The 15,000 cardholders participating in the pilot come from the existing clients of the three participating issuers: Chase, Citibank, and MBNA. It is no coincidence that these are the three initial partners as they are the three largest issuers of MasterCard products.
One source suggests that other issuers may be allowed to join the trial after June 2003, the initial period guaranteed exclusive to Chase, Citibank, and MBNA. Though specific processes used by the issuers to select trial participants has not been disclosed, it was suggested that a combination of geographic proximity to the merchant locations and prior use of card products at these merchants were considerations.
How the card is made …
MasterCard, like other major label bankcard products, has strict regulations regarding the manufacture of cards with its brand. The major reason for this is to combat counterfeiting and protect the finished, but not-yet personalized, plastic card stock. Only approved, secure facilities can manufacture MasterCard-branded cards. Financial institutions that issue MasterCard products utilize one of a series of approved manufacturers that operate these secure facilities.
At these sites, the plastic sheets are combined, magnetic stripes are added, and the card is printed with generic elements. It was essential to the success of the PayPass project that a wholesale change to the existing manufacturing processes not be required when the contactless component was added to the card. The solution was to provide the chip and antenna as a thin insert that could be added during the normal card manufacturing process.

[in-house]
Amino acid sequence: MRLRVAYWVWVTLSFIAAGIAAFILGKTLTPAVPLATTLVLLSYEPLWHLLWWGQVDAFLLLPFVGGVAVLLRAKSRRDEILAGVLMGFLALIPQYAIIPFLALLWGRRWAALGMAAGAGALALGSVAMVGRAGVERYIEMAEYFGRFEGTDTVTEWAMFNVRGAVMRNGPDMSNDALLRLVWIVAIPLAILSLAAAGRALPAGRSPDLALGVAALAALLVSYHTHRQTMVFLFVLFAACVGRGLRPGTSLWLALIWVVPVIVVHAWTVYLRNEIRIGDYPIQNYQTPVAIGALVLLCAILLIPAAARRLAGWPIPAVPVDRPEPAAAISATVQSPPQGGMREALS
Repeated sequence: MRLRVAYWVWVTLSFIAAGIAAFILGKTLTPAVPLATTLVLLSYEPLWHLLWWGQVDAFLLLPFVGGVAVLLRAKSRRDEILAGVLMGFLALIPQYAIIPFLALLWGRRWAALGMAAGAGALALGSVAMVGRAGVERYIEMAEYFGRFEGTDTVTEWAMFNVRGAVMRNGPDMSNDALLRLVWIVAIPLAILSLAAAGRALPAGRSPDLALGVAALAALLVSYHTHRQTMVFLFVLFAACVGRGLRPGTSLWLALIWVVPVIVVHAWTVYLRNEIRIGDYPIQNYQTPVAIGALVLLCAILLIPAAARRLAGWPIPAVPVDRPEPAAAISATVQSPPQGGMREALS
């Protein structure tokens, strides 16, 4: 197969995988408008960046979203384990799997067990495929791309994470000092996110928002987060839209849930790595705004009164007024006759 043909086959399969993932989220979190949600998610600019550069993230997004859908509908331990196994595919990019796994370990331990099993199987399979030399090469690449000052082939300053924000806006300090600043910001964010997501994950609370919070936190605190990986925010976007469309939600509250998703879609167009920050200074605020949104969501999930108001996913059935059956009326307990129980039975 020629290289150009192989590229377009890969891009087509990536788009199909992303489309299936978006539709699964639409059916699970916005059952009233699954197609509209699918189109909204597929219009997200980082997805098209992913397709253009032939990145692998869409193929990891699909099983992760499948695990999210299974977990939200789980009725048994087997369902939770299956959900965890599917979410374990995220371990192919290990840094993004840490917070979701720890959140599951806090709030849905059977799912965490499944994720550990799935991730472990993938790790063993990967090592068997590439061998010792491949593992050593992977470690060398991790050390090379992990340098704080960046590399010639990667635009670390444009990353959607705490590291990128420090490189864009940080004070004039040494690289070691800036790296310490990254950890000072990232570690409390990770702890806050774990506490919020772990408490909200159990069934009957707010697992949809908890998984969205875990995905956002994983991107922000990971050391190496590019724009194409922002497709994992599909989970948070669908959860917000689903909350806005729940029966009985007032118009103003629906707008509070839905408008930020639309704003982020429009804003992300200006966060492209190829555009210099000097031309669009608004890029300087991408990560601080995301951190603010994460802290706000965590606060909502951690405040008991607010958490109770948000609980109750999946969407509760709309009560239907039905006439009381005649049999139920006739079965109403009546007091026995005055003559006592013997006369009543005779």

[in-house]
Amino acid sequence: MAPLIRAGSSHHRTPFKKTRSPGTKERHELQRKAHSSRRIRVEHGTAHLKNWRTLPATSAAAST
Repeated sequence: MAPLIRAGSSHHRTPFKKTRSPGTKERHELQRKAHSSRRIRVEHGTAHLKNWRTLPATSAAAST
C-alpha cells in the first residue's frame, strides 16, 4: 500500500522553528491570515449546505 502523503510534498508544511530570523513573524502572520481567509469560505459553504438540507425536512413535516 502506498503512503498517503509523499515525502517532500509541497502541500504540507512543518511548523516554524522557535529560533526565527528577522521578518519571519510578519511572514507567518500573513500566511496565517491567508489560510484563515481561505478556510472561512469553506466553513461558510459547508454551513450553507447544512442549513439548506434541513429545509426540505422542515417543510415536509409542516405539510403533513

How does PayPass work?
PayPass emulates the essential data from the magnetic stripe on the contactless chip. This data–the track one and track two of the magnetic stripe–enables the transaction to be routed, authorized, and processed in the existing payment networks. The key benefit to this process is that by providing the same information used by current processing networks, no changes need be made to the payment networks to handle PayPass transactions.
Additionally, MasterCard was acutely focused on extending this use of existing infrastructure beyond the payment networks to the actual merchant POS terminals. To that end, they identified partners to provide technology that integrated with existing devices. Did they succeed? According to Ms. Hennessey, to this point, not a single line of code has been modified in or added to the existing merchant terminals to bring the 60 locations online.
What are we waiting for?
As with any trial or pilot test of a new payment technology, the primary purpose is to gauge factors such as consumer acceptance, utilization rates, merchant perceptions, and a variety of other considerations. With the PayPass trial, MasterCard and the participating issuers hope to learn enough to determine if PayPass works and is viable. To Ms. Hennessey, the trial is about building a business case for contactless payments. She asks, “Are we sending more customers to the merchant? Are customers spending more? Are we speeding up the lines?” These answers will determine the future of PayPass.
Though it is too early to know the results of the pilot, some initial research conducted by MasterCard suggests great promise. 63% of respondents indicated that they would likely use PayPass if it was offered by their bank. And of those who indicated that they would definitely use it, they indicated that it would likely replace cash in more than half of their future transactions.
Now that is music to the ears of payment card issuers. The credit card and debit card industries are quite mature and issuers fight to lure cardholders from competitors. On the other hand, the cash-replacement arena is still open although it remains elusive. If PayPass and other contactless payment offerings can make inroads into the world of small value cash transactions, its future could prove priceless.
If you will be attending the Cardtech/Securtech conference in Orlando next month, be sure to visit the MasterCard booth to see the PayPass technology first hand.